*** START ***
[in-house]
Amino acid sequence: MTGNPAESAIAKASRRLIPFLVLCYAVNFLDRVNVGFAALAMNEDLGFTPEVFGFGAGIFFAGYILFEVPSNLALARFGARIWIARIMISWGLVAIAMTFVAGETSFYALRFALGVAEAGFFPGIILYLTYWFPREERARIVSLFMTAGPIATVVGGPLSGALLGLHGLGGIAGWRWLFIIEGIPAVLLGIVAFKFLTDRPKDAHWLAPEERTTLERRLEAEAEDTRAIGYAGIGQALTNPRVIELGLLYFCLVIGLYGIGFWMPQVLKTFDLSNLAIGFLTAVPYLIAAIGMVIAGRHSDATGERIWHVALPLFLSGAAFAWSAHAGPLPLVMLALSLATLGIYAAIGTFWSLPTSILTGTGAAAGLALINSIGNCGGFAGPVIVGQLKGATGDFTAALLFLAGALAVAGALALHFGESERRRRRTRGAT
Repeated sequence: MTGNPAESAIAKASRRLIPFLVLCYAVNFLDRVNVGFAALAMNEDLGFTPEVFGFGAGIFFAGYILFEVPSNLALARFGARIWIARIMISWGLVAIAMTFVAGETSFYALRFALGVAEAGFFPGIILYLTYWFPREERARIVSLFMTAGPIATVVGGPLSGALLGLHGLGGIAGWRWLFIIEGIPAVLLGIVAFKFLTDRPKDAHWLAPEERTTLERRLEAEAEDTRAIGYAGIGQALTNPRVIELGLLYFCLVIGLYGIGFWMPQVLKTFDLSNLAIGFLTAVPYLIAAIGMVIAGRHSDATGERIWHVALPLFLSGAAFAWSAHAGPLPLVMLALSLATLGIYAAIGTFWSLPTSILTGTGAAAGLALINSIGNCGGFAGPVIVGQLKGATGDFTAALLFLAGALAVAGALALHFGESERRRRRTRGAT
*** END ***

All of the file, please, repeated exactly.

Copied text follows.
[in-house]
Amino acid sequence: MTGNPAESAIAKASRRLIPFLVLCYAVNFLDRVNVGFAALAMNEDLGFTPEVFGFGAGIFFAGYILFEVPSNLALARFGARIWIARIMISWGLVAIAMTFVAGETSFYALRFALGVAEAGFFPGIILYLTYWFPREERARIVSLFMTAGPIATVVGGPLSGALLGLHGLGGIAGWRWLFIIEGIPAVLLGIVAFKFLTDRPKDAHWLAPEERTTLERRLEAEAEDTRAIGYAGIGQALTNPRVIELGLLYFCLVIGLYGIGFWMPQVLKTFDLSNLAIGFLTAVPYLIAAIGMVIAGRHSDATGERIWHVALPLFLSGAAFAWSAHAGPLPLVMLALSLATLGIYAAIGTFWSLPTSILTGTGAAAGLALINSIGNCGGFAGPVIVGQLKGATGDFTAALLFLAGALAVAGALALHFGESERRRRRTRGAT
Repeated sequence: MTGNPAESAIAKASRRLIPFLVLCYAVNFLDRVNVGFAALAMNEDLGFTPEVFGFGAGIFFAGYILFEVPSNLALARFGARIWIARIMISWGLVAIAMTFVAGETSFYALRFALGVAEAGFFPGIILYLTYWFPREERARIVSLFMTAGPIATVVGGPLSGALLGLHGLGGIAGWRWLFIIEGIPAVLLGIVAFKFLTDRPKDAHWLAPEERTTLERRLEAEAEDTRAIGYAGIGQALTNPRVIELGLLYFCLVIGLYGIGFWMPQVLKTFDLSNLAIGFLTAVPYLIAAIGMVIAGRHSDATGERIWHVALPLFLSGAAFAWSAHAGPLPLVMLALSLATLGIYAAIGTFWSLPTSILTGTGAAAGLALINSIGNCGGFAGPVIVGQLKGATGDFTAALLFLAGALAVAGALALHFGESERRRRRTRGAT